As someone who struggles with anxiety, and the mood dips that go with, the climate crisis affects my mental health – and, therefore, my wellbeing – greatly. I have some really dark thoughts that leave me feeling powerless. However, in my better moments, I can be more proactive and take steps to widen the gaps between the dips – one of which is my art practice. But, then again, as the climate crisis looms so large in my mind, I know I cannot just carry on as normal using materials as though doing so has no consequence. Rather, I am compelled to examine my art practice in order to lessen the harm I cause the planet and, by extension, my mental health and wellbeing.
As a watercolourist, water is a prime ingredient of my art practice. Yet, research tells me that water security (our access to water) is a major factor in the climate crisis – to the extent that some predict our desperation for water will cause wars. So I feel it irresponsible to effectively steal water from another area (Cumbria) by getting it from the tap – especially after I discovered what is required to get it here and make it suitable for drinking. Also, if water scarcity is going to grow as an issue, I imagine the monetary value of water is going to grow in relation. So it makes sense to make adjustments now. Consequently, I have decided the responsible thing is to make my art practice reliant on rainwater rather than the stuff that arrives at the tap. So I placed a bucket outside and waited…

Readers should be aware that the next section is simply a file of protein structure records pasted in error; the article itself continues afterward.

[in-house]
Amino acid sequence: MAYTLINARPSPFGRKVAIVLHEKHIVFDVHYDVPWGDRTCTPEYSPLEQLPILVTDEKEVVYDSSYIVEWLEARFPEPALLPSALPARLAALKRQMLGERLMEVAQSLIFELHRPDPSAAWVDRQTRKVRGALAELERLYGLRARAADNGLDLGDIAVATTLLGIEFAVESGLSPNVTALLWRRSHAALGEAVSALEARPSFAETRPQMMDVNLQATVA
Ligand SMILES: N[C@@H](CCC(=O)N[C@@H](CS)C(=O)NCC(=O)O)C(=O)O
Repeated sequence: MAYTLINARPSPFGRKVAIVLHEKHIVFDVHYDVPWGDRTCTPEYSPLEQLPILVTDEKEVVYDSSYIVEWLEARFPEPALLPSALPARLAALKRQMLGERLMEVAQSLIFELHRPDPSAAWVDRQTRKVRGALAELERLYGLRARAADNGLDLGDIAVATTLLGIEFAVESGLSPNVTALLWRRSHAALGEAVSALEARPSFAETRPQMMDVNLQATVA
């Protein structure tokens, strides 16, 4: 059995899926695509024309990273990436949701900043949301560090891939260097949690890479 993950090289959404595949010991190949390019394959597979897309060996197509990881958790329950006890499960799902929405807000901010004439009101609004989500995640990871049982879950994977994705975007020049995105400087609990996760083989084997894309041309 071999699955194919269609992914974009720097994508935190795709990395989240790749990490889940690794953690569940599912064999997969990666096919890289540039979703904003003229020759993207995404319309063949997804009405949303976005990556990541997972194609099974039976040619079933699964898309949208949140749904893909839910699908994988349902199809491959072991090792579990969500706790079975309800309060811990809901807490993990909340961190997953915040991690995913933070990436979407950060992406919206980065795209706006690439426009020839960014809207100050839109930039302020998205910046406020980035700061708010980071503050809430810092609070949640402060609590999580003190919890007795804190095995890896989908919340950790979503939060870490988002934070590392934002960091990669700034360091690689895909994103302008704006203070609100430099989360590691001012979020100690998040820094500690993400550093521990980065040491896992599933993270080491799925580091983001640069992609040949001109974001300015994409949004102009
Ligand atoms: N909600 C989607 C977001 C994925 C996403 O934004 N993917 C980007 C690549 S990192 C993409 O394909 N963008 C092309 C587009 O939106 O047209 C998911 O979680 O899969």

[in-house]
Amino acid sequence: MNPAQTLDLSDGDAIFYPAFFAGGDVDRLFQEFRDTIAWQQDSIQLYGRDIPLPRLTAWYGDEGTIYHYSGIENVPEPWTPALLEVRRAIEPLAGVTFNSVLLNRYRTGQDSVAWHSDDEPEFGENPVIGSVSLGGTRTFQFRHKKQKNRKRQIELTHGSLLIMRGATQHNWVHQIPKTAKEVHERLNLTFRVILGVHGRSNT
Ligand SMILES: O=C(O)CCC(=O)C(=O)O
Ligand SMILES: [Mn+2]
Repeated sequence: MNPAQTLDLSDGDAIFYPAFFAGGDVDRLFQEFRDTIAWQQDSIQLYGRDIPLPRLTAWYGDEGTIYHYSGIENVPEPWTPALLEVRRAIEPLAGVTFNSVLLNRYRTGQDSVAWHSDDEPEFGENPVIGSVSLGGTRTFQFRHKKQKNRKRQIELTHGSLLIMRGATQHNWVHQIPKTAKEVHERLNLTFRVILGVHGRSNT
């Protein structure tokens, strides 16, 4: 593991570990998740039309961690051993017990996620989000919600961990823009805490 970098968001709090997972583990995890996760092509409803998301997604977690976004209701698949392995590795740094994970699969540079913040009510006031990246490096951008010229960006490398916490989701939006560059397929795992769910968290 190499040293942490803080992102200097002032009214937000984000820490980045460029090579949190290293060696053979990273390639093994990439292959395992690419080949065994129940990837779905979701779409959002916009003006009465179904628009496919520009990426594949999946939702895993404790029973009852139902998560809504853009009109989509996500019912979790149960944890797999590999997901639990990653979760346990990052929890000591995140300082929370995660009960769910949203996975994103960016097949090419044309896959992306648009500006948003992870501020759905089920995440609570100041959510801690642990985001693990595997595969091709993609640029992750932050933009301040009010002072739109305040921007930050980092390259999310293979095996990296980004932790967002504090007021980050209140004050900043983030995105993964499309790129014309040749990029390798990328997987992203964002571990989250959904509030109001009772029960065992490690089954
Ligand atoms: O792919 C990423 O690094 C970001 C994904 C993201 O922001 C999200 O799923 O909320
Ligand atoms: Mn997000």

Despite the weather forecast for imminent rain, it took three days for it to arrive. In that time, I had to retrieve my bucket after it blew away in the wind, and place a brick in it to stop it blowing away again. After the rain had arrived, I was able to help myself to half a cup of rainwater and use it for the above painting.
Making myself reliant on rainwater in this way, quickly brought home the point of water scarcity. No longer could I just turn on the tap and paint as and when I wanted. I had to wait for it to rain first. I then quickly remembered that this was winter – what would it be like in the summer? I’m thankful, I can tell you, that I’ve only made my art practice reliant on rainwater at present! (But ought I not extend it to the rest of my life? How would I go about doing that?) And I’m not about to pour that dirty paintwater down the sink as I normally would. That stuff is precious! What is more, if I were inclined to do so, I’d make sure that point was reflected in the price I asked for my paintings. However, not pouring the dirty rainwater away creates another issue as my cat has a habit of drinking it. So I’ve now had to commandeer a plate to place on top of it. The final point I want to make is everything that is in the rain – all the pollution they talk about and whatever else United Utilities would filter out for me – is now in my painting.